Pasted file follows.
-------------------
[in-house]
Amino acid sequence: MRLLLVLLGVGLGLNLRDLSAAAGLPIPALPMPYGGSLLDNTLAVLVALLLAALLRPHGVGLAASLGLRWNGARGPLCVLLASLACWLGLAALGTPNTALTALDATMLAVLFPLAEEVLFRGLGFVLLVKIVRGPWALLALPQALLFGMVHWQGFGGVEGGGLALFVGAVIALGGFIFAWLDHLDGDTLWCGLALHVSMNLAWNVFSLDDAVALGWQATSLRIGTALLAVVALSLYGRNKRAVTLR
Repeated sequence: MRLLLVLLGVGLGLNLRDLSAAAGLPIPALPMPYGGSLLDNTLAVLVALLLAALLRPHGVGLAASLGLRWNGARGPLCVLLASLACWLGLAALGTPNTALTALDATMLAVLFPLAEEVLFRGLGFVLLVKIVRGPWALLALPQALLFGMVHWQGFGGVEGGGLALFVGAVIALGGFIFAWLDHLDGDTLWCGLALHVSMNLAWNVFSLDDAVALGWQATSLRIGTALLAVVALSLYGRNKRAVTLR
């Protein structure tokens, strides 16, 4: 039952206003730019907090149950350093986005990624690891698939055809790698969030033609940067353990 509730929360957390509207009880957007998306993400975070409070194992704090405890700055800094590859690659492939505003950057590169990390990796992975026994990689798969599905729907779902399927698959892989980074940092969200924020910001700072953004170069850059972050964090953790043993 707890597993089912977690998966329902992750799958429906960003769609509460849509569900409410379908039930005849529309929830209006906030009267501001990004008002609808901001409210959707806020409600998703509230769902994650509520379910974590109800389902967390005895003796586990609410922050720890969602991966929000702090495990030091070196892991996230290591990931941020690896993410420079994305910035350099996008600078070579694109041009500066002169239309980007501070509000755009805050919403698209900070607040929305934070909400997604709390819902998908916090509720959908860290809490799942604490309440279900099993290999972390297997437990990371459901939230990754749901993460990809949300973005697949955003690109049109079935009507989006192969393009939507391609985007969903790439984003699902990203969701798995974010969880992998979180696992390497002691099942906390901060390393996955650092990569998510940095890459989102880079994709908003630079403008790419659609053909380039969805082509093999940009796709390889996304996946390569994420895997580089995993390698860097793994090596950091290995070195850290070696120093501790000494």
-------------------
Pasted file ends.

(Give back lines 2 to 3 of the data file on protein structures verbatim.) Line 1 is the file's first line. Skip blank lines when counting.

Amino acid sequence: MRLLLVLLGVGLGLNLRDLSAAAGLPIPALPMPYGGSLLDNTLAVLVALLLAALLRPHGVGLAASLGLRWNGARGPLCVLLASLACWLGLAALGTPNTALTALDATMLAVLFPLAEEVLFRGLGFVLLVKIVRGPWALLALPQALLFGMVHWQGFGGVEGGGLALFVGAVIALGGFIFAWLDHLDGDTLWCGLALHVSMNLAWNVFSLDDAVALGWQATSLRIGTALLAVVALSLYGRNKRAVTLR
Repeated sequence: MRLLLVLLGVGLGLNLRDLSAAAGLPIPALPMPYGGSLLDNTLAVLVALLLAALLRPHGVGLAASLGLRWNGARGPLCVLLASLACWLGLAALGTPNTALTALDATMLAVLFPLAEEVLFRGLGFVLLVKIVRGPWALLALPQALLFGMVHWQGFGGVEGGGLALFVGAVIALGGFIFAWLDHLDGDTLWCGLALHVSMNLAWNVFSLDDAVALGWQATSLRIGTALLAVVALSLYGRNKRAVTLR